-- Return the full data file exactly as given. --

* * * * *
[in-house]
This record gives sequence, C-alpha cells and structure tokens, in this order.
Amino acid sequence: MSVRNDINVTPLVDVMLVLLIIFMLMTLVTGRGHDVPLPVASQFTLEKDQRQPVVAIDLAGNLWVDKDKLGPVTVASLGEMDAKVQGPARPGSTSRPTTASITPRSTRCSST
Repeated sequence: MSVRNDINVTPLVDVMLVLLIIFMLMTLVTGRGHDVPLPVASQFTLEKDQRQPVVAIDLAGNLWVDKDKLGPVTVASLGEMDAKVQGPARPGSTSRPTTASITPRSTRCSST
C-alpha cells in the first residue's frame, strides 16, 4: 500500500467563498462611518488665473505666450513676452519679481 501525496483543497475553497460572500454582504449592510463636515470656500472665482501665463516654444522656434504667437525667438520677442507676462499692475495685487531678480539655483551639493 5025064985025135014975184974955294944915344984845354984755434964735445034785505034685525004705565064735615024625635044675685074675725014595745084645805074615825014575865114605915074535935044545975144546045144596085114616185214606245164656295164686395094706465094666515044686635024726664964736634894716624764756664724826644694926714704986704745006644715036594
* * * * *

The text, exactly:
[in-house]
This record gives sequence, C-alpha cells and structure tokens, in this order.
Amino acid sequence: MSVRNDINVTPLVDVMLVLLIIFMLMTLVTGRGHDVPLPVASQFTLEKDQRQPVVAIDLAGNLWVDKDKLGPVTVASLGEMDAKVQGPARPGSTSRPTTASITPRSTRCSST
Repeated sequence: MSVRNDINVTPLVDVMLVLLIIFMLMTLVTGRGHDVPLPVASQFTLEKDQRQPVVAIDLAGNLWVDKDKLGPVTVASLGEMDAKVQGPARPGSTSRPTTASITPRSTRCSST
C-alpha cells in the first residue's frame, strides 16, 4: 500500500467563498462611518488665473505666450513676452519679481 501525496483543497475553497460572500454582504449592510463636515470656500472665482501665463516654444522656434504667437525667438520677442507676462499692475495685487531678480539655483551639493 5025064985025135014975184974955294944915344984845354984755434964735445034785505034685525004705565064735615024625635044675685074675725014595745084645805074615825014575865114605915074535935044545975144546045144596085114616185214606245164656295164686395094706465094666515044686635024726664964736634894716624764756664724826644694926714704986704745006644715036594